The term “Latinx” has been embraced by 3% of Latinos in the United States, according to the first major poll on the topic by the nonpartisan Pew Research Center, which closely tracks “Hispanic/Latino” demographic and social trends. The study, released Tuesday, also found that roughly three out of four Latinos in the U.S. hadn’t even heard of the term.
The Pew findings suggest that Latinx has a significant way to go before it enters fully generalized usage in the United States, despite its enthusiastic embrace at colleges and universities, in liberal corporate discourse, some news media outlets, Hollywood and among recent presidential primary candidates such as Elizabeth Warren and Julián Castro.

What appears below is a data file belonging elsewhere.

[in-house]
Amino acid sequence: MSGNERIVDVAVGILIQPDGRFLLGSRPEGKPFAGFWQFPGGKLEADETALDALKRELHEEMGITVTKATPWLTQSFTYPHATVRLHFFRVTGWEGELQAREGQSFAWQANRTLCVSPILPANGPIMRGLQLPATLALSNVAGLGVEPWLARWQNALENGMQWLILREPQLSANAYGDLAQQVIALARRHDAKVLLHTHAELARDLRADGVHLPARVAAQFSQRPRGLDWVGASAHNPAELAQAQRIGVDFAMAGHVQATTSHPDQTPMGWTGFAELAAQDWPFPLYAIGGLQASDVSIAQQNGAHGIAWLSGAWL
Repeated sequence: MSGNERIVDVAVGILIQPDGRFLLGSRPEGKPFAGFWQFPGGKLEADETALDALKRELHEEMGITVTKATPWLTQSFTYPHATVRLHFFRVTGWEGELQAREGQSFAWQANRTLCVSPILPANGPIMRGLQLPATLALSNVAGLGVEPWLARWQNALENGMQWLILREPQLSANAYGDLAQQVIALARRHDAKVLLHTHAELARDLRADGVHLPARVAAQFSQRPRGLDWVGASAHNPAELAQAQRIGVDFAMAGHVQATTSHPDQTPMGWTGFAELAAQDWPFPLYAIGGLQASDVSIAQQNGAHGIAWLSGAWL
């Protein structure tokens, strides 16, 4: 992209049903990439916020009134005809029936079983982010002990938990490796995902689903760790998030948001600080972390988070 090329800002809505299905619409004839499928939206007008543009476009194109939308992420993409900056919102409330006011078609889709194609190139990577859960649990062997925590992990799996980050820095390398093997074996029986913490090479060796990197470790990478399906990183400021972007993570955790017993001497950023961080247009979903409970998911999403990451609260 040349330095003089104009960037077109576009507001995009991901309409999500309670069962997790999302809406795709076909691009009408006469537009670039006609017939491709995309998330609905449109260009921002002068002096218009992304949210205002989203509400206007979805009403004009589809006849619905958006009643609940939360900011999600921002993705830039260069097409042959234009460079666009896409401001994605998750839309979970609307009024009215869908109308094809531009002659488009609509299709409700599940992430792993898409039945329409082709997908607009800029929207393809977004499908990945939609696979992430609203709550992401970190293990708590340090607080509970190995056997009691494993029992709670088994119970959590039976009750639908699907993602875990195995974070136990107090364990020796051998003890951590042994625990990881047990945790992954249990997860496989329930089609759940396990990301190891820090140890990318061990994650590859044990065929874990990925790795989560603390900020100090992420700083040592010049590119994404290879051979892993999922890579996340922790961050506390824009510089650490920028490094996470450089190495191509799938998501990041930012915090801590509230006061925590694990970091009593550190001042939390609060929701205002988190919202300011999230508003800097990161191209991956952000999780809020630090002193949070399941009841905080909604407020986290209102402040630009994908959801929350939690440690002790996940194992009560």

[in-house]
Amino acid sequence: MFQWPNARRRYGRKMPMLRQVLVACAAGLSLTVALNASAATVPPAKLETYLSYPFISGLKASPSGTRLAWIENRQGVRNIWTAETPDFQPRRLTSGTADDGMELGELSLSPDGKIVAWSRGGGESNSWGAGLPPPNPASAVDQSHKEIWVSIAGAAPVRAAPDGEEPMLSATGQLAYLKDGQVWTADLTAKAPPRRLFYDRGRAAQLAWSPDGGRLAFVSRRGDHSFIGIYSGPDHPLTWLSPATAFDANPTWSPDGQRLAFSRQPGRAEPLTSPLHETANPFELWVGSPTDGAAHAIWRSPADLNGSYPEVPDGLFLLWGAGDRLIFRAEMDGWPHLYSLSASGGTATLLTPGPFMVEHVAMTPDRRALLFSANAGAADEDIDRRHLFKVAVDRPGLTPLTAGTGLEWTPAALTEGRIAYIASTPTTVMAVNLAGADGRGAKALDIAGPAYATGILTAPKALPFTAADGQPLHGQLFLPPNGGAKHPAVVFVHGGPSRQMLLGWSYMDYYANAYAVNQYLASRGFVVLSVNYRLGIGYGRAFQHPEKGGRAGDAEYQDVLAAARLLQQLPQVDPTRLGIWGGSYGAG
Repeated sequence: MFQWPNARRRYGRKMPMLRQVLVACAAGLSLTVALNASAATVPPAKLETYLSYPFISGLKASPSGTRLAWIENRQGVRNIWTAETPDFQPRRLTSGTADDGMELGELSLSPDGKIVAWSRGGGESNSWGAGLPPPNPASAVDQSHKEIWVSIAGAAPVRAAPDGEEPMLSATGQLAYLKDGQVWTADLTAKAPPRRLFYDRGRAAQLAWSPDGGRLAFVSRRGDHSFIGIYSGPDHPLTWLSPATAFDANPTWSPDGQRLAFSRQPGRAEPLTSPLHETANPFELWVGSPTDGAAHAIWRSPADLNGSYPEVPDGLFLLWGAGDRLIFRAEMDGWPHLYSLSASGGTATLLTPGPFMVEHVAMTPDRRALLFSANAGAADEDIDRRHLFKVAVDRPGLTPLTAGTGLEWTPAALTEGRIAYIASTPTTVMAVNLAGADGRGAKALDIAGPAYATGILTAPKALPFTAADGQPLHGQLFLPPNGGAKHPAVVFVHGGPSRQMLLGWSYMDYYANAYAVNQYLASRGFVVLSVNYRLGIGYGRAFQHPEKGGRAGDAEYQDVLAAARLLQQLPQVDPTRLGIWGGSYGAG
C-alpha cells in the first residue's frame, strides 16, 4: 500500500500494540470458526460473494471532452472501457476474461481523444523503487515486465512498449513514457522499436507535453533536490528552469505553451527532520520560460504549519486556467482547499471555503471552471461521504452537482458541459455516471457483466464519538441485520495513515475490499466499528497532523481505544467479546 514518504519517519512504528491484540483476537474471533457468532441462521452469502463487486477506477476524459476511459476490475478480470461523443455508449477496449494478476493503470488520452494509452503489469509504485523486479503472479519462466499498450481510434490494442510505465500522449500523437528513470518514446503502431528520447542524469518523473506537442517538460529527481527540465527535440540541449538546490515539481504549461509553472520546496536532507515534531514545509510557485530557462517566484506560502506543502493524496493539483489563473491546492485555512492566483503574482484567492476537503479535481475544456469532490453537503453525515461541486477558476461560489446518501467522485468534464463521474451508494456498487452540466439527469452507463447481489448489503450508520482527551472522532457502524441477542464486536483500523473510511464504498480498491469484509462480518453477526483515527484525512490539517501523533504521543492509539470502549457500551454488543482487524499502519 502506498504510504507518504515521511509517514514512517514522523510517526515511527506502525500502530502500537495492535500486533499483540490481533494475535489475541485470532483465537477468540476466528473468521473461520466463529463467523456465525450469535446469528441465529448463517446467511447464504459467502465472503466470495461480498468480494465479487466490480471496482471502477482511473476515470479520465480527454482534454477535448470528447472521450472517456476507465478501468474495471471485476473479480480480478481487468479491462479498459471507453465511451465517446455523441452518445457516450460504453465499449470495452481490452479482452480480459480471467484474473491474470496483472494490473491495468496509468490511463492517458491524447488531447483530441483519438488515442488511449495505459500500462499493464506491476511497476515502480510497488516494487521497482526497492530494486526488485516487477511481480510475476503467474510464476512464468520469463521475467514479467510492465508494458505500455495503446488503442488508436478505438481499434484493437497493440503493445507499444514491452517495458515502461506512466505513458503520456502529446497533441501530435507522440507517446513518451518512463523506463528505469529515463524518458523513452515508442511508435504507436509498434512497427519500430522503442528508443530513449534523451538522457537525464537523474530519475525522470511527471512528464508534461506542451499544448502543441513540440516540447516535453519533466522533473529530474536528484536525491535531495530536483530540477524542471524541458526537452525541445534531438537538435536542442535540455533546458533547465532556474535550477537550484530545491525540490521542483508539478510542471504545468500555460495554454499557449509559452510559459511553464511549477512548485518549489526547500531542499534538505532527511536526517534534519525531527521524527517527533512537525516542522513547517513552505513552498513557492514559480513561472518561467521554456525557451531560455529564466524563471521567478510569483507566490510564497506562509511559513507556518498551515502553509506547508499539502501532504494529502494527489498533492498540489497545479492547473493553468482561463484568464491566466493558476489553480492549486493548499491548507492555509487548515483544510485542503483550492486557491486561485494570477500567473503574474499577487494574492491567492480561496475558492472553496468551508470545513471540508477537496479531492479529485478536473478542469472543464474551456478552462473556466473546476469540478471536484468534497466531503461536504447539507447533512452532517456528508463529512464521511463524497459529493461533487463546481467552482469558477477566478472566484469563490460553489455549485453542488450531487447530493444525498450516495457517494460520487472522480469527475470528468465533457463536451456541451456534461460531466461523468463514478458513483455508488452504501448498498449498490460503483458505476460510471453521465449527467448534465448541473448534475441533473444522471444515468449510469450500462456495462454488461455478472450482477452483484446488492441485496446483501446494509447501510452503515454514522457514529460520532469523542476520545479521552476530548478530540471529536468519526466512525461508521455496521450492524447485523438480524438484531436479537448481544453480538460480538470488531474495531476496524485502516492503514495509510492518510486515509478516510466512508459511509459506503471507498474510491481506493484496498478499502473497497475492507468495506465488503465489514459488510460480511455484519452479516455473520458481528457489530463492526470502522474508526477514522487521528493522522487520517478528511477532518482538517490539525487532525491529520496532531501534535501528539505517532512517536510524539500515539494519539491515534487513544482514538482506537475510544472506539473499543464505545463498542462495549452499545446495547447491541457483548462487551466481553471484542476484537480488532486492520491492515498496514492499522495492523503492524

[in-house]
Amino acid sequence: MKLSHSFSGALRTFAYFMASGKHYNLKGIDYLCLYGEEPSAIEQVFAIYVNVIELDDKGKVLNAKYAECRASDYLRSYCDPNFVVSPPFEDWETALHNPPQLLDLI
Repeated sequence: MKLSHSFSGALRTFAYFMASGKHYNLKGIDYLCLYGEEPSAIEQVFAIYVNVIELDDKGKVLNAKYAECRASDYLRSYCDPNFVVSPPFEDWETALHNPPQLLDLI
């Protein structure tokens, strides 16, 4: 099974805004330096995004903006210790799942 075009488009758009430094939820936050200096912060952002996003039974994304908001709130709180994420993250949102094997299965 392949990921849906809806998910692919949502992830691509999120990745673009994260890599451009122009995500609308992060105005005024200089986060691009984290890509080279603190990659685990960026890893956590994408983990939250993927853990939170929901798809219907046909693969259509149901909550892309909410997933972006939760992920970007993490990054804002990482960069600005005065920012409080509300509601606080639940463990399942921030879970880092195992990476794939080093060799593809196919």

Among those who had heard of Latinx, 33% said it should be used to describe the Hispanic or Latino population, while 65% said it should not be used. Researchers also found that people in the United States still prefer to self-identify as “Hispanic” (61%) followed by “Latino” (29%) or their country of origin.
Pew interviewed 3,030 U.S. Hispanic or Latino adults, ages 18 to 65 and older, in December 2019. The survey was conducted bilingually and was “nationally representative,” Pew said.
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